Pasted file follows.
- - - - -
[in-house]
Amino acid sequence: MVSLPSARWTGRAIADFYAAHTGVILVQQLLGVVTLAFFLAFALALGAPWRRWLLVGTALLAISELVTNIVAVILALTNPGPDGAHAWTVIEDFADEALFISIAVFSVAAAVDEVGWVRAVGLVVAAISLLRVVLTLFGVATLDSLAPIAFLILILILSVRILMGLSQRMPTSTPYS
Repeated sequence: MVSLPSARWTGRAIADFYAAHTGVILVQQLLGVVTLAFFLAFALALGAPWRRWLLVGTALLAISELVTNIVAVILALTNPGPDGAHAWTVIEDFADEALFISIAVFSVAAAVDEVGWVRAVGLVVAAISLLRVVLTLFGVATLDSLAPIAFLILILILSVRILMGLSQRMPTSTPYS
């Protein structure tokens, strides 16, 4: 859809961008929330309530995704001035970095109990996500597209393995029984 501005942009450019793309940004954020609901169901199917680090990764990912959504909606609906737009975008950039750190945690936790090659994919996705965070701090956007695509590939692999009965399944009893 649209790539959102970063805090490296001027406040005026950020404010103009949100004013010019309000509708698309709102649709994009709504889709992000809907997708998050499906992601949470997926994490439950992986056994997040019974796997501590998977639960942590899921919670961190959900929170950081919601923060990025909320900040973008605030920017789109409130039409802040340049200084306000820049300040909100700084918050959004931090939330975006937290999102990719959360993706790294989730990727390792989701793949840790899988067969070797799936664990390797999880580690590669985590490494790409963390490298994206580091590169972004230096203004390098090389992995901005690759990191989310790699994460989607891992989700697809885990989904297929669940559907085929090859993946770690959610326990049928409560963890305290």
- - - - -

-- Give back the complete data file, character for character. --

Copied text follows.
[in-house]
Amino acid sequence: MVSLPSARWTGRAIADFYAAHTGVILVQQLLGVVTLAFFLAFALALGAPWRRWLLVGTALLAISELVTNIVAVILALTNPGPDGAHAWTVIEDFADEALFISIAVFSVAAAVDEVGWVRAVGLVVAAISLLRVVLTLFGVATLDSLAPIAFLILILILSVRILMGLSQRMPTSTPYS
Repeated sequence: MVSLPSARWTGRAIADFYAAHTGVILVQQLLGVVTLAFFLAFALALGAPWRRWLLVGTALLAISELVTNIVAVILALTNPGPDGAHAWTVIEDFADEALFISIAVFSVAAAVDEVGWVRAVGLVVAAISLLRVVLTLFGVATLDSLAPIAFLILILILSVRILMGLSQRMPTSTPYS
């Protein structure tokens, strides 16, 4: 859809961008929330309530995704001035970095109990996500597209393995029984 501005942009450019793309940004954020609901169901199917680090990764990912959504909606609906737009975008950039750190945690936790090659994919996705965070701090956007695509590939692999009965399944009893 649209790539959102970063805090490296001027406040005026950020404010103009949100004013010019309000509708698309709102649709994009709504889709992000809907997708998050499906992601949470997926994490439950992986056994997040019974796997501590998977639960942590899921919670961190959900929170950081919601923060990025909320900040973008605030920017789109409130039409802040340049200084306000820049300040909100700084918050959004931090939330975006937290999102990719959360993706790294989730990727390792989701793949840790899988067969070797799936664990390797999880580690590669985590490494790409963390490298994206580091590169972004230096203004390098090389992995901005690759990191989310790699994460989607891992989700697809885990989904297929669940559907085929090859993946770690959610326990049928409560963890305290």